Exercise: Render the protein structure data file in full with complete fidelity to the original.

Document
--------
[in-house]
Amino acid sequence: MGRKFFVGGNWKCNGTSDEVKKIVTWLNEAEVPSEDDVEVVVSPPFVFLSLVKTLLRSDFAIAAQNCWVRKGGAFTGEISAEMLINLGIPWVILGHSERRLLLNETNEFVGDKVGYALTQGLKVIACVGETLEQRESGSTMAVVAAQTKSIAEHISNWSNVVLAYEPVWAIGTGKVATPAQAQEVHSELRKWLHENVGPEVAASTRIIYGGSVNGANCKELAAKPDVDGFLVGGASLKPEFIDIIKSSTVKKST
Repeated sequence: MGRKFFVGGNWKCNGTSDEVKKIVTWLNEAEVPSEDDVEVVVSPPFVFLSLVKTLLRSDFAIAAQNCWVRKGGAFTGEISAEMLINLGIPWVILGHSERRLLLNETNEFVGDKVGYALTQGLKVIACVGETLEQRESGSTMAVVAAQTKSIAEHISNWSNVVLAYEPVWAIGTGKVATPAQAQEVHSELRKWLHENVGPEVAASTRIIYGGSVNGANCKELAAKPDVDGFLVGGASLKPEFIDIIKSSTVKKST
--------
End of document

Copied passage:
[in-house]
Amino acid sequence: MGRKFFVGGNWKCNGTSDEVKKIVTWLNEAEVPSEDDVEVVVSPPFVFLSLVKTLLRSDFAIAAQNCWVRKGGAFTGEISAEMLINLGIPWVILGHSERRLLLNETNEFVGDKVGYALTQGLKVIACVGETLEQRESGSTMAVVAAQTKSIAEHISNWSNVVLAYEPVWAIGTGKVATPAQAQEVHSELRKWLHENVGPEVAASTRIIYGGSVNGANCKELAAKPDVDGFLVGGASLKPEFIDIIKSSTVKKST
Repeated sequence: MGRKFFVGGNWKCNGTSDEVKKIVTWLNEAEVPSEDDVEVVVSPPFVFLSLVKTLLRSDFAIAAQNCWVRKGGAFTGEISAEMLINLGIPWVILGHSERRLLLNETNEFVGDKVGYALTQGLKVIACVGETLEQRESGSTMAVVAAQTKSIAEHISNWSNVVLAYEPVWAIGTGKVATPAQAQEVHSELRKWLHENVGPEVAASTRIIYGGSVNGANCKELAAKPDVDGFLVGGASLKPEFIDIIKSSTVKKST